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Novel set primarily on IBIZA

26th September 2022

The Birdcatcher by Gayl Jones, novel primarily set on Ibiza.

Novel set primarily on IBIZA

This is the third novel I have read, where a trio of people have come together to while away their time – to wit Trio by William Boyd and The Trio by Johana Hedman were the most recent – and I guess this feels like a very popular trope at moment.

Catherine Shuger and her husband Ernest are living on Ibiza and their friend Amanda Wordlaw, writer and watcher, (of course a good name for an author) joins them for extended periods. The main thrust of the novel is that Catherine, given any opportunity, will attempt to attack and presumably try and kill her husband – with anything available to hand. She therefore regularly gets institutionalised but of course when she is in a secure unit, she cannot carry out her great sculptural creations. Ernest is long suffering and the rescuer in the threesome, he tolerates her behaviour, even though his life is constantly in danger when she is present. He however spends his nights out of the house, leaving Catherine and Amanda together.

The novel slides around, trawling the minutiae of the relationships between the three, looking at Amanda’s amorous interludes, Catherine’s drives and compulsive behaviour, and Ernest’s continuing presence in the two women’s lives. Relationships can never really be quantified because outsiders are never witness to the things that go on behind closed doors. Alison is, therefore, in part an observer of the Shugars’ marriage dynamics – the ones they want her to see – but she clouds her understanding with her own experience and perspective. And I guess this is reflected in the reading experience. Life simply continues and, as readers, we are the observers of the observer, with the central couple putting on a show.

The narrative comprises short chapters in the main, sometimes just a one liner, drawing the reader into their enmeshed lives. We know that the Shugars’ relationship is broken but why does Ernest stay? What is in it for him? You see, by continuing to accept his wife back, Ernest enables his wife’s behaviour, condones it as some level, he isn’t the good guy, perhaps he thrives on being the victim; who knows? Reading about victims in this kind of situation can actually be quite dispiriting.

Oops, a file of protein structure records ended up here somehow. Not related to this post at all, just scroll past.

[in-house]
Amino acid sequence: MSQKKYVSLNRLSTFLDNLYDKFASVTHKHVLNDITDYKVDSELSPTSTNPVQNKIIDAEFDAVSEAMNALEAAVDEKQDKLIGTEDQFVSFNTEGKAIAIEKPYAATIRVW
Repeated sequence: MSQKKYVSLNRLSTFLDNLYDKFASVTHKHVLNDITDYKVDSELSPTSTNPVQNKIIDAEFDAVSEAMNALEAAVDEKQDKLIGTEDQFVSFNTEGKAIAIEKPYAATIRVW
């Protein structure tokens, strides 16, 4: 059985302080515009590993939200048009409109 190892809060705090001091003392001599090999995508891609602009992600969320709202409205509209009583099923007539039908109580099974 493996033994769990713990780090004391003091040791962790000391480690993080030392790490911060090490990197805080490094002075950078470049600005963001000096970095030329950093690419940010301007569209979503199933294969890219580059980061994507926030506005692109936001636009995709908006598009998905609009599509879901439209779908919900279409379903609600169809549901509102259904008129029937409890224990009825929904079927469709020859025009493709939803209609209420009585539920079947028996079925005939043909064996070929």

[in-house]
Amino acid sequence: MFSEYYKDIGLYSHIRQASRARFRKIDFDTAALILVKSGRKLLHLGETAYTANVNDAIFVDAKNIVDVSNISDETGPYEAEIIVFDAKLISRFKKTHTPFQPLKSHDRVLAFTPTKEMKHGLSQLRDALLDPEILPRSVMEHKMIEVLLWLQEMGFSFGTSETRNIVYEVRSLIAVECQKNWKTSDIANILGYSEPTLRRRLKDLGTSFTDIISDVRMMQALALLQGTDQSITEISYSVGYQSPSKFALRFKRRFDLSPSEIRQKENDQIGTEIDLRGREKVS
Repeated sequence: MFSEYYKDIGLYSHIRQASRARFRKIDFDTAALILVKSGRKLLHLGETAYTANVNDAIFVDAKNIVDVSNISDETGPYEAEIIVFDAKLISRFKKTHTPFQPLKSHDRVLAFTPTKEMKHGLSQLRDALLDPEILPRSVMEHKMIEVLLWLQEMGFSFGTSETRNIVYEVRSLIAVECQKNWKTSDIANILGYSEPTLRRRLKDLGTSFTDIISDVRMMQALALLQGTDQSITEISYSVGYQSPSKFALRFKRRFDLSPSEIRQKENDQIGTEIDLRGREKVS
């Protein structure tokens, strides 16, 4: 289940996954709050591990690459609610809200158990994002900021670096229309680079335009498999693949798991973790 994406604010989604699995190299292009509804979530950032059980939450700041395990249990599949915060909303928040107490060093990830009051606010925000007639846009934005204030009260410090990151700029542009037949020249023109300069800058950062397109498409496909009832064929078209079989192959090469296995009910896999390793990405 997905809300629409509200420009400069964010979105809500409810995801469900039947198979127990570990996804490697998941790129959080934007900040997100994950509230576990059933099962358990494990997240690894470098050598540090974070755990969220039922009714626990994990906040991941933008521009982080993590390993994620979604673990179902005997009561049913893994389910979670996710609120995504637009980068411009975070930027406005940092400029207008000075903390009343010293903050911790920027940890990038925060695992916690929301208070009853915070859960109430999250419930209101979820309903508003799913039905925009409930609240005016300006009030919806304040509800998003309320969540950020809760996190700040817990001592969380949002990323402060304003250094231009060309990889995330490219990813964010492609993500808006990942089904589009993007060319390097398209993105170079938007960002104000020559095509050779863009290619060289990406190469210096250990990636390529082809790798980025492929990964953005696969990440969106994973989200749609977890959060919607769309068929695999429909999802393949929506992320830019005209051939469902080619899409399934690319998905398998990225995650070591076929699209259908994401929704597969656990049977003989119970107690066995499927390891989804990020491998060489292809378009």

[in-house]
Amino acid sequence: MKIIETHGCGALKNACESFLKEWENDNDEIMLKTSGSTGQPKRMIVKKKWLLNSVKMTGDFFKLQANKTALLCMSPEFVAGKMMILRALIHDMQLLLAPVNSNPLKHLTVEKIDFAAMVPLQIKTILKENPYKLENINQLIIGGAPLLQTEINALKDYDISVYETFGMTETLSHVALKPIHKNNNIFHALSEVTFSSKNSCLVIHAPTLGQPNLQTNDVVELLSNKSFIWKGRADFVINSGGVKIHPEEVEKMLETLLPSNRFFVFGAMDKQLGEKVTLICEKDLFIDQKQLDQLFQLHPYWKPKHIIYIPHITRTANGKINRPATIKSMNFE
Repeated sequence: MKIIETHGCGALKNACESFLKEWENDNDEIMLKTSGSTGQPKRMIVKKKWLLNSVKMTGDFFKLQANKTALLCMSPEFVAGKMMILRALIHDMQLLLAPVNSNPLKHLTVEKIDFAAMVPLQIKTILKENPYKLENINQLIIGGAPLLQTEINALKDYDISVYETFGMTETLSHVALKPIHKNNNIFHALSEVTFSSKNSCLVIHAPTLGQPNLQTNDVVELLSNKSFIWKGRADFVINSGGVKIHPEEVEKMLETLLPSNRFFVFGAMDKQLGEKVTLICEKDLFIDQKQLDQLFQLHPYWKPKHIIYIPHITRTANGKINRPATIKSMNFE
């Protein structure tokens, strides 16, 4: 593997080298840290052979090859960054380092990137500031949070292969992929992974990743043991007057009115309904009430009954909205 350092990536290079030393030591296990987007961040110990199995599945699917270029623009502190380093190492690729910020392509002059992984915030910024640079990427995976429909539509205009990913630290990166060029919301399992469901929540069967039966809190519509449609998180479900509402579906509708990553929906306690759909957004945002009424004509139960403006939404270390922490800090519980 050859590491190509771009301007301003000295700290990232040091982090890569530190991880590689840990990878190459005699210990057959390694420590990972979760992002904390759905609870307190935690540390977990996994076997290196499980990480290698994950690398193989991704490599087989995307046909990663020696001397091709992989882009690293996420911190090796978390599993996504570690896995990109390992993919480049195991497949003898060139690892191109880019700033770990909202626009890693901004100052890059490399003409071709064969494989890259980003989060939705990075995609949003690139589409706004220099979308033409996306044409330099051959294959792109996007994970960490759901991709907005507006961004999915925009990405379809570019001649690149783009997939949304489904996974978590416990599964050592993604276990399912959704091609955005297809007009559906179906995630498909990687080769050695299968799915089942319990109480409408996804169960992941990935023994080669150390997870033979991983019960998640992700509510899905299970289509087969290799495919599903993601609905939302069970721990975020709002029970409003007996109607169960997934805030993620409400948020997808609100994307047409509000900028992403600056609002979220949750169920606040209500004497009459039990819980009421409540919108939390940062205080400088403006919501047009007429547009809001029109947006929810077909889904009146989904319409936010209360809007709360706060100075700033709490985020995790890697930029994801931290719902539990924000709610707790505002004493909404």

And ultimately why do the Shugars really need an observer of their utterly dysfunctional and enervating marriage? Perhaps some kind of voyeuristic paraphilia (certainly Ernest is rather creepily intent on knowing more about Amanda’s love life)?

There are of course all the inevitable tensions manifest between three people, that is a given. I guess I so wanted to know more about why these three were drawn to each other and continued in a cycle of performative interaction?

Setting is captured through the words of Catherine as the book opens: “Standing on the terrace, sheltered in the smell of oranges and eucalyptus, washed in sunlight, you’d swear this was paradise“, going on to observe that “…living on the white-washed island of Ibiza, land of expatriates, of mirages, of fortresses…“. Both gave me high hopes of a really strong and convincing sense of place – of Ibiza – and there is certainly a strong feeling of heat and colour. There are references to donkey paths, the sea and the rugged terrain, so there is indeed a nod to locale but, to be honest, it could be anywhere in the Mediterranean.

I have pondered at length what it is I have taken from reading this novel. I liked the writing and I found the structure interesting. It felt quite sunny yet dark in many ways. I craved more insight into the characters and the central couple and group dynamics. Perhaps the novel is designed to promote thought about how we see people, consider our prejudices, and that we must learn to appreciate that we can never really know what makes people tick. Will it stay with me? Probably not for the longer term.

Tina for the TripFiction Team

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